Function-centered rehabilitation increases work days in patients with nonacute nonspecific low back pain: 1-year results from a randomized controlled trial

J.P. Kool*, S. Bachmann, P.R. Oesch, O. Knuesel, T. Ambergen, R.A. de Bie, P.A. van den Brandt

*Corresponding author for this work

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Objective: To compare the effect of function-centered treatment (FCT) and pain-centered treatment (PCT) on the number of work days. permanent disability, and the unemployment rate. Design: Randomized controlled trial. Setting: Inpatient rehabilitation center. Participants: Patients (N= 174; 79% male;, mean age, 42y) with previous sick leave of 6 weeks or more. Interventions: FCT (4h/d for 3wk) emphasized activity despite pain by using work simulation, strength, endurance, and cardiovascular training. PCT (2.5h/d for 3wk) emphasized pain reduction and included passive and active mobilization, stretching, strength training, and a 4-hour mini back school with education and exercise. Analysis was by intention to treat. Main Outcome Measures: Work days, return to work, rate of patients receiving financial compensation for permanent disability. and unemployment rate. Effect sizes (Cohen d) were defined as small (0.2-0.5), moderate (0.5-0.8), and large (> 0.8). Results: After 1 year, the FCT group had significantly more work days (mean. 118; median, 39.5; interquartile range [IQR]. 0-198) than the PCT group (mean, 74; median, 0; IQR 0- 160: Mann-Whitney U test, P=.011). The odds ratio of returning to work in the FCT group relative to the PCT group Was 2.1 (95% confidence interval, 1.1 - 3.9). The differences in unemployment rates and in the numbers of patients receiving, compensation for permanent disability were not significant. Conclusions: FCT is more effective than PCT for increasing work days.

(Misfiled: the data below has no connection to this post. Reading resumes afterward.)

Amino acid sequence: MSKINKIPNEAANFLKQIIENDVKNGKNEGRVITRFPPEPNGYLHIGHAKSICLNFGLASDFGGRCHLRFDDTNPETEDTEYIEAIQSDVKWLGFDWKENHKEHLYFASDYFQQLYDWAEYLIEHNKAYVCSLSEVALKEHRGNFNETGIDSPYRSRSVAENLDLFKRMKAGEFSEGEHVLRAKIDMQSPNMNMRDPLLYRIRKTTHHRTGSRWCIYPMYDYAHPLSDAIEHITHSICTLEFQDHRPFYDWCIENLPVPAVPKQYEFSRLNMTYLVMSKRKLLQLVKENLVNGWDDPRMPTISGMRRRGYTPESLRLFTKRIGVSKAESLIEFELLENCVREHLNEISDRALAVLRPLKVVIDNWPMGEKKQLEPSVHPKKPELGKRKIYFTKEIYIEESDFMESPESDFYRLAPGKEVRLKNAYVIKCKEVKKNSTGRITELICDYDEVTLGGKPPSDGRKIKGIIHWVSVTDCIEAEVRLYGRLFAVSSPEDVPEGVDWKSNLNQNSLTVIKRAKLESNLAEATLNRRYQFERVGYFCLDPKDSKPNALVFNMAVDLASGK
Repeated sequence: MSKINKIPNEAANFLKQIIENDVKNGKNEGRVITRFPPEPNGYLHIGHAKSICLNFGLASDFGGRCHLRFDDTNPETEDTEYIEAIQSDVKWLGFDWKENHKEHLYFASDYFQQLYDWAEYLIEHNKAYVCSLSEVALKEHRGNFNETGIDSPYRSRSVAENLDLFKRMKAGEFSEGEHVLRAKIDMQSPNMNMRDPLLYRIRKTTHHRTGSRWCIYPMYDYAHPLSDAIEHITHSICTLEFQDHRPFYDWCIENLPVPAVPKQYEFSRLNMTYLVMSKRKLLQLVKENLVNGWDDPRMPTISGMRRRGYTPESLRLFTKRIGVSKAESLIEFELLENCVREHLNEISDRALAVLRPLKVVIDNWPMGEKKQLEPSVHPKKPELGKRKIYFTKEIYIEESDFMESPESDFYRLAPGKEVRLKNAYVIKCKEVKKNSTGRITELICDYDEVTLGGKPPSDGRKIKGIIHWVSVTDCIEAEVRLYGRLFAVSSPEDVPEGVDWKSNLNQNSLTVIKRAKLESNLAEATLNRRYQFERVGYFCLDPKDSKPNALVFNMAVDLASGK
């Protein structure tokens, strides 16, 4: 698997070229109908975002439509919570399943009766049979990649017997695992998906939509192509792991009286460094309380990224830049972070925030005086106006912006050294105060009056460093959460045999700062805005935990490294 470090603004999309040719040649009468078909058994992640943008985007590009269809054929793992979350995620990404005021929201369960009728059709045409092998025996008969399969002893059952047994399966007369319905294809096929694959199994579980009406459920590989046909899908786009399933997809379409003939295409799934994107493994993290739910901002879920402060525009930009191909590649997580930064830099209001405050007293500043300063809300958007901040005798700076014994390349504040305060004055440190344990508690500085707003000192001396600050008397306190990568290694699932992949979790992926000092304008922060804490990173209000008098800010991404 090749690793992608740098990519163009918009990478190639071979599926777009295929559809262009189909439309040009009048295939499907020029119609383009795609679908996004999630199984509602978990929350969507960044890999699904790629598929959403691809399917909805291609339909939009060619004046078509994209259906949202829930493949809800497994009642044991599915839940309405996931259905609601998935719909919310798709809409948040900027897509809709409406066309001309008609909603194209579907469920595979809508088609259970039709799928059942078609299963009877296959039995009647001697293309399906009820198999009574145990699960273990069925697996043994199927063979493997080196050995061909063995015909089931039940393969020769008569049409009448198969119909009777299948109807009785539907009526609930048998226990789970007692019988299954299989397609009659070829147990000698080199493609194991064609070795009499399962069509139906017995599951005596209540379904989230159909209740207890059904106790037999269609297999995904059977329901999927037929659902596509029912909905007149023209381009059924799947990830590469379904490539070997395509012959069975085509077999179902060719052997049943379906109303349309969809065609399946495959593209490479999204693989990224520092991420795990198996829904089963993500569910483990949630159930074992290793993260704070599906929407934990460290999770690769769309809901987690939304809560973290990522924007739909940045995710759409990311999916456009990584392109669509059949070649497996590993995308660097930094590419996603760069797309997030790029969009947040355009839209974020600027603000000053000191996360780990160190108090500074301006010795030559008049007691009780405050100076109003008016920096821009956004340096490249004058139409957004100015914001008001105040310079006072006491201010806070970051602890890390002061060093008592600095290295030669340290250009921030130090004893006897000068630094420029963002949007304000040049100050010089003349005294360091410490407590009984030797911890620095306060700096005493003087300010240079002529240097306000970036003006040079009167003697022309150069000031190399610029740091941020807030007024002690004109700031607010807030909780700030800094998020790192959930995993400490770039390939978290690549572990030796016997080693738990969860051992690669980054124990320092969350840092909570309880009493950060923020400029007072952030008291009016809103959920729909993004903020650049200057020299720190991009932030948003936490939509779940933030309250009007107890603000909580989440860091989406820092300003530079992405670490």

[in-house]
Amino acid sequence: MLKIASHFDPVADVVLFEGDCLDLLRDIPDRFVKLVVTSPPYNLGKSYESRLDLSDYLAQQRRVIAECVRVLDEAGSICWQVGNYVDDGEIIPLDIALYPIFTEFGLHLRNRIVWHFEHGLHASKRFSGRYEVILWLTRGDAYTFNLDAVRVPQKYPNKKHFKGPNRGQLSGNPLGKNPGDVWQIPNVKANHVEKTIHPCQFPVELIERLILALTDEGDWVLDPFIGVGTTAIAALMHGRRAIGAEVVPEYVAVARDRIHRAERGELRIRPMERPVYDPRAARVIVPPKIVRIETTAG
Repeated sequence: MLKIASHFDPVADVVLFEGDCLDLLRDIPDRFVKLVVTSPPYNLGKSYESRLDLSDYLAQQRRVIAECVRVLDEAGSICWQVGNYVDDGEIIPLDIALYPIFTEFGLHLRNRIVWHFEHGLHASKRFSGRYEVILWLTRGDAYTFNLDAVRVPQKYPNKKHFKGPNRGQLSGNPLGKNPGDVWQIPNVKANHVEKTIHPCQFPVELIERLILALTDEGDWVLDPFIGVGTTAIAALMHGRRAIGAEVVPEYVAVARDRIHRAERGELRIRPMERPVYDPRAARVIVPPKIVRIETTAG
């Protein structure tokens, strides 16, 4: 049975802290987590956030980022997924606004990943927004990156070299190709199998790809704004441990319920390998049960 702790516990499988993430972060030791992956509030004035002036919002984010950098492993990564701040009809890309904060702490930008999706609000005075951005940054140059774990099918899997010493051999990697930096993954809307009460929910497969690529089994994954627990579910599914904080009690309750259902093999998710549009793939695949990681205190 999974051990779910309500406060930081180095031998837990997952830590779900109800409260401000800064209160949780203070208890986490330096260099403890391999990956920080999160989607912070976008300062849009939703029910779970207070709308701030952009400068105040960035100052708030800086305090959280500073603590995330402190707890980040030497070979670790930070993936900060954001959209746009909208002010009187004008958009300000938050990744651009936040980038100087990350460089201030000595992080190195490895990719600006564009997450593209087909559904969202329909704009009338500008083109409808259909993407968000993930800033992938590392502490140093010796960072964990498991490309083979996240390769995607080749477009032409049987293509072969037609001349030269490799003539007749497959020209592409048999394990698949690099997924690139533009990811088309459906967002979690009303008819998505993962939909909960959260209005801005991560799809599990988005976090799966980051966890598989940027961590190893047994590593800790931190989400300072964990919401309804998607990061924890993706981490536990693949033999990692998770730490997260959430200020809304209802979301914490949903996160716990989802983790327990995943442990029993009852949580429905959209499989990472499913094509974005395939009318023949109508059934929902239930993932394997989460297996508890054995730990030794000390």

Original languageEnglish
Pages (from-to)1089-94
JournalArchives of Physical Medicine and Rehabilitation
Issue number9
Publication statusPublished - 1 Jan 2007

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